A recent Stanford Program in Writing & Rhetoric (PWR) course, Propaganda: The Dark Side of Rhetoric, brought Stanford freshmen to Hoover to select materials from its rich propaganda collections for a class assignment. Selected by PWR fellow Ethan Plaut, this stellar essay about a poster from Hoover's collections provides an excellent analysis of the arguments, logical and illogical, verbal and visual, that one finds in propaganda. It also provides a detailed and intimate look at just one of the millions of items contained in Hoover's stacks.
by Elise Kostial, Stanford Class of 2018
The democratic principles of liberty and justice are more often associated with the Pledge of Allegiance than with pledges of financial contributions. This World War I–era poster, however, capitalizes on those ideals to encourage readers to purchase war bonds. The message, embodied in the merged image of Lady Liberty and Lady Justice, suggests an artificial unity between the principles of liberty and justice. At the same time, in an attempt to increase bonds sales, it constructs a false dichotomy between frugality and supporting the Axis Powers.
World War I presented the US government with a revenue crisis. Secretary of the Treasury William McAdoo, however, believed that “excessive reliance on taxation would frighten the wealthy and reduce support for the war.” Instead, McAdoo favored encouraging voluntary contributions to the war effort. He developed a strategy of “capitalizing patriotism” through the sale of war bonds called Liberty Bonds. This poster was issued by the US Department of the Treasury’s War Loan Organization between 1917 and 1918 during the third Liberty Bond sales campaign. The poster’s explicit purpose was to encourage its readers to purchase Liberty Bonds, making its targets Americans wishing to aid in the war effort. The poster’s author, the US government, was in a position of authority over the audience it was attempting to influence, the American people. Because the purchase of Liberty Bonds was voluntary, however, the government had to convince the public to buy the bonds for the program to succeed. Nonetheless, throughout the text, the poster maintains an authoritative voice, repeatedly instructing readers that they “must” act. Contributing to that imperative tone is a distinct sense of urgency. Phrases such as “now is the time,” “don’t wait,” and act “today” encourage readers to decide to buy bonds.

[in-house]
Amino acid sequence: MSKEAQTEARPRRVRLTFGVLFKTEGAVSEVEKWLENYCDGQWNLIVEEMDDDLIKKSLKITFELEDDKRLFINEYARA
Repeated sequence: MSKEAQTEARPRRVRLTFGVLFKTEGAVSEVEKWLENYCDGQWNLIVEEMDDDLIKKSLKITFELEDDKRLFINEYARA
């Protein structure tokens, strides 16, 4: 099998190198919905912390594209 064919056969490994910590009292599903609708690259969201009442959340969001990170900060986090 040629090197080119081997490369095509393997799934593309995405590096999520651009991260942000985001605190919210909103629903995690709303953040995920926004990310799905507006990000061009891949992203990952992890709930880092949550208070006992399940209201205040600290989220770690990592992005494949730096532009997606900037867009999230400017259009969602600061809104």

The poster frames the purchase of bonds as a moral choice, rather than simply a financial decision, by constructing an artificial unity between the principles of liberty and justice. The poster’s symbolic imagery unmistakably reflects this relationship. Lady Liberty, a common symbol of Liberty, is the prominent figure. Her resolute expression symbolizes freedom, opportunity, and patriotism and thus associates those ideals with the purchasing of Liberty Bonds. Lady Liberty is depicted holding a scale, instead of her usual torch, referencing another well-known symbolic figure, Lady Justice, also known by the Greek name Themis. She is often seen outside of courthouses, blindfolded and holding scales. By constructing this relationship between liberty and justice, the poster lays a visual foundation for its text’s contention that the purchase of Liberty Bonds is the only patriotic and just use for the readers’ extra money.
The association between patriotism and the purchase of Liberty Bonds remains a central theme throughout the poster, implying that the opportunity to buy Liberty Bonds empowers Americans to serve their country. It invites readers to “[h]elp put the best gun in the world into the hands of [their] soldiers.” The poster’s audience, Americans at home, who may have felt powerless to aid in the war effort, gave them the opportunity to purchase Liberty Bonds and thus to make a significant contribution to the cause. The concept of empowering civilians is further emphasized through a militaristic metaphor that refers to Americans’ extra money as dollars “at [their] command.”